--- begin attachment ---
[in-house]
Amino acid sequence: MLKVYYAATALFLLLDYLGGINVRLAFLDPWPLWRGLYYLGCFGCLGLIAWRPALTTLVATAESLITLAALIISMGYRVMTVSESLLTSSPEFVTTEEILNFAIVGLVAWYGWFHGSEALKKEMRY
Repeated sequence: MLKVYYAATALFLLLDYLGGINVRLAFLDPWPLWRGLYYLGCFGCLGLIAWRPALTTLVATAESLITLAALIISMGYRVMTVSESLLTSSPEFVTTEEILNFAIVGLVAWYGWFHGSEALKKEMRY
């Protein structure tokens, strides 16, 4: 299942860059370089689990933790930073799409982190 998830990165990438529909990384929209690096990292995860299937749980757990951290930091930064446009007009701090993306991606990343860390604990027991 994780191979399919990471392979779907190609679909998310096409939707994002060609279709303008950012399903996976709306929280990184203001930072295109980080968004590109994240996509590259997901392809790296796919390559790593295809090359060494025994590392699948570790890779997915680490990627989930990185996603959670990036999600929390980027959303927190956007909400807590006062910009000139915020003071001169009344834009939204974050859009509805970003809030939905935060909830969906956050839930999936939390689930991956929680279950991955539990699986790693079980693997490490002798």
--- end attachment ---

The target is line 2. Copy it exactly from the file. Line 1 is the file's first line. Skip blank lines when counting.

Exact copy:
Amino acid sequence: MLKVYYAATALFLLLDYLGGINVRLAFLDPWPLWRGLYYLGCFGCLGLIAWRPALTTLVATAESLITLAALIISMGYRVMTVSESLLTSSPEFVTTEEILNFAIVGLVAWYGWFHGSEALKKEMRY